Everyone has been playing this game, from my parents to the most dedicated videogame critic I know—Draw Something. Though it may in the end turn out to be a flash in the pan, Zynga see some potential there, and have bought out the developer, OMGPOP. The thing that stands out to me about Draw Something, though, is just how un-Zynga-like it is at the moment. In fact, this is probably the least “gamified” casual, super-popular iPhone type game I’ve played.
OK, least gamified game is a pretty horrible turn of phrase, I realise this. But I’m talking about all the additional stuff that frames the gameplay loop in games like FarmVille or TinyTower: the gathering of currency, the limited number of moves or actions you can perform in a set time, the dozens of ways you can display your accomplishments to your friends, and the social pressure that comes with all that. With Draw Something, the only Facebook integration is the handy method for finding people to play the game with. That’s it. There’s no badges to earn, there’s nothing to buy with real cash, none of that. All the game wants you to do is draw and guess.
In today’s atmosphere of cynical, Skinner-boxing game design focused more on prying a few cents at a time from players’ hands, it’s refreshing to see such a simple game with such pure goals. The importance of this is, for me, in the fact that no one I know has resorted to just writing the word to be guessed in the drawing space with the purpose of gaining more points. There is absolutely nothing stopping two players from doing this—ignoring the ‘game’ altogether in order to rack up the highest score. But in the end, they are only cheating themselves, since there is no social standing to be gained by amassing a bunch of those gold coins. There aren’t any badges, no fancy new cows, nothing to show off to anyone else. There’s no reason to cheat.
I am reminded of a story that ran a few weeks back about the PVP in Star Wars: The Old Republic. Patch 1.1 for that game introduced a point value for killing members of the opposite faction. BioWare assumed this would create greater incentive to participate in the epic PVP battles imagined by, well every MMO PVP designer ever. Instead, the players learned that a ritualistic execution of one side, then the other, was actually a more efficient means to gain points. Similarly, in World of Warcraft, Alterac Valley is merely a race to kill an NPC, rather than anything resembling warfare between opposite player factions. Those players don’t want to fight other players. They just want points.
These MMO examples are the most obvious, but games tend to encourage this kind of ‘min/max’ play. That is, do the least possible effort to gain the greatest possible reward. This economical way of thinking is disastrous for any game that is more concerned with creating some kind of virtual world, fictional experience. Introducing any kind of public competition—whether by creating tiers of weapons and gear, badges, cows to click, or even just a silly number next to the player’s name—attracts these profit-minded players. Not profit in terms of money, but in terms of results: “How can I most easily gain the game points to appear to be a better gamer than my nearest rivals?”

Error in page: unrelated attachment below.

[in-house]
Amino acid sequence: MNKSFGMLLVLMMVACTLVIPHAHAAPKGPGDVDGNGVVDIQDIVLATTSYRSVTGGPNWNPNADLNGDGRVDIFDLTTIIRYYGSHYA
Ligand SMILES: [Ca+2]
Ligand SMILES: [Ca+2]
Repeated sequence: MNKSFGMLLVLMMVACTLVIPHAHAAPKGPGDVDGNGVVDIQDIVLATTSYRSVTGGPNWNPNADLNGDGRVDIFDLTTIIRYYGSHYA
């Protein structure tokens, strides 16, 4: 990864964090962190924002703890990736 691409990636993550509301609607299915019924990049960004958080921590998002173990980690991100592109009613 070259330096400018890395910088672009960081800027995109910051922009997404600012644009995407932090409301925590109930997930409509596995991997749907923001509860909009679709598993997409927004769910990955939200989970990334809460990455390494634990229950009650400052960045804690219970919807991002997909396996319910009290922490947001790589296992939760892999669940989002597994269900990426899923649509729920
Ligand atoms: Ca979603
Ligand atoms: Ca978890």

Games like FarmVille are built on this competitive urge and nothing else. The tasks that highly-economic players set for themselves are often painfully boring, rote activities that they will repeat indefinitely. Farming and grinding are not fun! Not in the way that a harrowing, touch-and-go PVP battle is. But in a genuine battle, you’re not sure of the outcome, so it could all be a waste. Better to not waste your time, and instead focus on the tried-and-true methods of gaining rewards. Those rewards are so incredibly important that it blinds many players to what one initially assumes to be the point of a game: to have fun. To do the activities are fun. Who cares if you gain five points or not, if your blood is pumping, the fear of defeat tinging every action with risk, and either the feeling of crushing loss or victory. As it turns out, an awful lot of people are much more concerned with points than with that kind of feeling. When you can gain the same kind of points in a risk-free endeavour that come from a very risky one, what difference does it make? Why risk the failure in the first place? So, if a designer does a good enough job of creating the public reward system to encourage competition, the gameplay loop itself can be next to nothing. If a WoW player is just going to repetitively farm the same, most efficient dungeon over and over, why create all the other ones?
Draw Something avoids all of this. The gameplay loop itself is essentially cooperative, so the two players are actually working together to solve the riddle, while obeying the spirit of the rules. Whether the players gain 1 or 3 coins is of no consequence outside the game itself—there are no trophies to buy with that currency. Breaking a streak is only that—there is no point multiplication factor ramping up the risk. So, as it stands, Draw Something is a fairly low-risk game, but also one that avoids the min/maxing mentality that drives so many people in publicly visible competition.
How long will this last, though? Being acquired by Zynga clearly signals changes are likely in the future. I simply can’t imagine the social gaming giant leaving this formula alone—how easily the game could be framed by the usual trappings of social gaming! Simply by posting on players’ Facebook walls every time the pair surpasses their previous streak record, or making one’s gold coin total public—without even changing any of the mechanics. I can see the potential for a time delay between drawings being created, then avoided through microtransactions. I can see new colour palettes costing real money instead of gold coins—or gold coins being purchased themselves. All driven by Zynga’s ability to profit from the desire to show off to one’s peers.